Monday, April 30, 2007

Day Care Service
  • Start-up cost: RM3,000
  • Potential earnings: RM25,000-RM40,000
  • Typical fees: RM40 per child per week or RM50 per adult per week
  • Advertising: Referral service, bulletin boards, classified ads
  • Qualifications: Some states require a license and insurance
  • Equipment needed: For children: cribs, toys, movies, and games; for adults: furniture, medical supplies
  • Staff required: No (but many states impose a limit on the adult-to-child ratio;
  • Handicapped opportunity: No
  • Hidden costs: Insurance
  • Lowdown: The day care business has been growing in direct relation to the rising number of women choosing careers in addition to families—and never has it been more flexible. There is a need to care for both seniors and children—and a few innovative entrepreneurs have integrated both at their care centers, so that the two groups can enjoy and learn to appreciate one another. You can easily start a day care center in your home if you meet the necessary zoning requirements of your community. It works best if you have a large yard and extra room (perhaps a finished basement) so that there is plenty of room to play. You’ll need to be clear in your rates/policies (especially about regular hours, vacations, and payment due dates), and be careful not to let the parents treat you like a baby-sitter who is at their beck and call. Be assertive about protecting your personal time with your own family.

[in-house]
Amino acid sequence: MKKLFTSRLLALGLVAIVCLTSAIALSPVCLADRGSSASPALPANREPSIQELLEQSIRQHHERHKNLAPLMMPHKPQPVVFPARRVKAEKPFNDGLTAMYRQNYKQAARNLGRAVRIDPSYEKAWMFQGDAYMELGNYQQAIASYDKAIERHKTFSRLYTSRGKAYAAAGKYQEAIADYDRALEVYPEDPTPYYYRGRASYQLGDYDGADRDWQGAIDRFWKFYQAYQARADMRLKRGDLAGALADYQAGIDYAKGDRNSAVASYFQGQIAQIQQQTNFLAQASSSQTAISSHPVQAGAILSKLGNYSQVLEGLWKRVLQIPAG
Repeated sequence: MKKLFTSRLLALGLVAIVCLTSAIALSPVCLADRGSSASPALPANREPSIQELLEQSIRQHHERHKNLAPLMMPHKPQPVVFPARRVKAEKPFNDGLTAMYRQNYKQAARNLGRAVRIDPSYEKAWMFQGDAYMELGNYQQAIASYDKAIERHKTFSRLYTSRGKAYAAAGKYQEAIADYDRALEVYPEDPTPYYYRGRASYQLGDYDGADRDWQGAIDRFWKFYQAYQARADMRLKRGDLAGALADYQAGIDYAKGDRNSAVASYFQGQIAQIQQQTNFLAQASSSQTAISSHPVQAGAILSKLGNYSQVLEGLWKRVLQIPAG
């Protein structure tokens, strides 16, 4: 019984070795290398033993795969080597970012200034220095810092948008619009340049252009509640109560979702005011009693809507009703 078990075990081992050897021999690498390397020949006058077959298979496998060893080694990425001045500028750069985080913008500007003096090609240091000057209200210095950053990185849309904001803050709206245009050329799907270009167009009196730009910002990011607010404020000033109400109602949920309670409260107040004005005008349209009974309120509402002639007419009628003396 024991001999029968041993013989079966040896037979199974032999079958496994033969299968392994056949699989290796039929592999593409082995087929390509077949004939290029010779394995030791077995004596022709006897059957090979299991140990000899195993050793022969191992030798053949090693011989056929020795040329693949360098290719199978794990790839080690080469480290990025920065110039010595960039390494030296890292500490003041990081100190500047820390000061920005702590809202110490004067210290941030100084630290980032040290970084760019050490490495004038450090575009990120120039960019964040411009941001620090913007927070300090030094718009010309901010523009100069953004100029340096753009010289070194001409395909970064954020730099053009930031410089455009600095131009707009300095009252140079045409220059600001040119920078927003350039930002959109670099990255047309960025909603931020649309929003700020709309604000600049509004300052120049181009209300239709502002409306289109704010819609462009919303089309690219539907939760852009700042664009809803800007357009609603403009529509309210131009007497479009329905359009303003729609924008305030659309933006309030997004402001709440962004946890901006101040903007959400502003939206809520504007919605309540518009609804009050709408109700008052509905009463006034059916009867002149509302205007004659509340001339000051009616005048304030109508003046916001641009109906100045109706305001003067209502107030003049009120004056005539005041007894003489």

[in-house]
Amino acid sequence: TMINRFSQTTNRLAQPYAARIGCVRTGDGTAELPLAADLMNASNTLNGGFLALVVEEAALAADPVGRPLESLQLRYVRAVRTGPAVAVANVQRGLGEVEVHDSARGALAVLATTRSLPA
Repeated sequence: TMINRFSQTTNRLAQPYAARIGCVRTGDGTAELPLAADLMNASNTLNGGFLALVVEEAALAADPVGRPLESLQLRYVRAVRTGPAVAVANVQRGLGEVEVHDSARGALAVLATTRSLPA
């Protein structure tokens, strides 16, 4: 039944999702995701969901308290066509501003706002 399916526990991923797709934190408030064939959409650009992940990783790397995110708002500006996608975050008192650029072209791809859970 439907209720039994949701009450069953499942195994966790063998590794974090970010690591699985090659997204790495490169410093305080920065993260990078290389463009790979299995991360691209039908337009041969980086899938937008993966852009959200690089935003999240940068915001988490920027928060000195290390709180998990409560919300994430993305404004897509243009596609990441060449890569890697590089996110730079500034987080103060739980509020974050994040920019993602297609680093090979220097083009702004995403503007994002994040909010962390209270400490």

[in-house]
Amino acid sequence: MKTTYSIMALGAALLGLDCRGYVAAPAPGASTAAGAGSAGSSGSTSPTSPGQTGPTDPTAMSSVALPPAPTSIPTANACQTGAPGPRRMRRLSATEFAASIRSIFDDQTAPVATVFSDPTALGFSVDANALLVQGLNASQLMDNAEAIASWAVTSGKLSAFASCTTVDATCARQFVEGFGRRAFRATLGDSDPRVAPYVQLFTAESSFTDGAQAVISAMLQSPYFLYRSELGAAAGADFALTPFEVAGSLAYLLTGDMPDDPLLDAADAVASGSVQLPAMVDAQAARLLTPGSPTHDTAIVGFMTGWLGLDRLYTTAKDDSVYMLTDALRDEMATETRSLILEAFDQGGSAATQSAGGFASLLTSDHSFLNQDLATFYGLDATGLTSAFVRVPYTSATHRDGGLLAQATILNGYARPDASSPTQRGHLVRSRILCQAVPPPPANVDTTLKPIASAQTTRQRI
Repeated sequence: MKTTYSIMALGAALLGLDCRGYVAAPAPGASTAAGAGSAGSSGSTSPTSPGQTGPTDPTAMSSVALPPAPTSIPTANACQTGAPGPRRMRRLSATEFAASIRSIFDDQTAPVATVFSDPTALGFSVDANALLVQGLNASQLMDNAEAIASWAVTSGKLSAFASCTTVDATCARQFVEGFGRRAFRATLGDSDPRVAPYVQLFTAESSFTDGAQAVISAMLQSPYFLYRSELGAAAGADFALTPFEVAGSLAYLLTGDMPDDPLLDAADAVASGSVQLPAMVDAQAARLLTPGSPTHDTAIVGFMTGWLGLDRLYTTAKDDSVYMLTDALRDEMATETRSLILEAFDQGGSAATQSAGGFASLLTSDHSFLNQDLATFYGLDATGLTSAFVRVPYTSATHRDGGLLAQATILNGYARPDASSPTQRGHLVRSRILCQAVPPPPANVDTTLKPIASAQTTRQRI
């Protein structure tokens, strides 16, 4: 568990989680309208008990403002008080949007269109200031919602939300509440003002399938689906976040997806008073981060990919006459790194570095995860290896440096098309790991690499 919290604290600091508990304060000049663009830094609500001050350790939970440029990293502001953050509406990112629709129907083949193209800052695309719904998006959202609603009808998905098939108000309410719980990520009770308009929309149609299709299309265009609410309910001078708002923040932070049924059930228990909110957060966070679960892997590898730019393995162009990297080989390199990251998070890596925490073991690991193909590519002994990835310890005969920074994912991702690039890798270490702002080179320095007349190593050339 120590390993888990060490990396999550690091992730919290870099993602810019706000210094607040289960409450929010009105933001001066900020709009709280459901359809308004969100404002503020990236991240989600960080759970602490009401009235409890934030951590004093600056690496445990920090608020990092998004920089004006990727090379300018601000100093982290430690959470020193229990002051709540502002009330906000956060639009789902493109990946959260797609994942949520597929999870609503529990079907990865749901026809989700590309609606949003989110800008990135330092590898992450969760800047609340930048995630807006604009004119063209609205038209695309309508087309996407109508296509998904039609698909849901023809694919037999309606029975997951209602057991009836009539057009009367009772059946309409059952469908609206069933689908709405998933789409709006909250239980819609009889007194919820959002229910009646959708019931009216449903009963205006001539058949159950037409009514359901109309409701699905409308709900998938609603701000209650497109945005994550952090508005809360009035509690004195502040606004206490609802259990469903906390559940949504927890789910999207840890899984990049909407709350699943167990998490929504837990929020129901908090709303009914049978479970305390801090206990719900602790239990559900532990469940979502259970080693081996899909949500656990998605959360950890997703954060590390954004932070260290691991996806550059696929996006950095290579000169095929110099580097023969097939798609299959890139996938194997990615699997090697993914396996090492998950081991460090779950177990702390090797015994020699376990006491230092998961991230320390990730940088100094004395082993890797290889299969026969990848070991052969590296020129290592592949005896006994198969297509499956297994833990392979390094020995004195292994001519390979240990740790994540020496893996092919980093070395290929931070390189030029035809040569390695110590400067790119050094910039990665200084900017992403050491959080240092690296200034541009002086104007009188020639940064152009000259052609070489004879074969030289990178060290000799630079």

• Start-Up: Your main start-up cost will be getting the word out about your service. Classified advertising, bulletin boards, and mothers’ groups are a good way to build word of mouth. Your larger expenses will likely come from updating your home to meet zoning regulations; your home may have to pass inspection before licensing. If you decide not to license or not to carry insurance, be sure to let the parents/families know, because you will be held liable in the event of a disaster if you don’t. Along those lines, be sure to familiarize yourself with safety procedures in case of an emergency.
  • Bottom-Line Advice: If you love to be around little people or seniors, you’ll enjoy the opportunity to do so daily. Also, if you have children of your own, you can be paid for watching them play with others—not a bad position to be in. On the downside, although you are responsible for the children you watch, you are not their parent—a fact the parents themselves may constantly remind you of. Be sure to meet with the parents of children or the families of seniors on a regular basis to keep communications straight.

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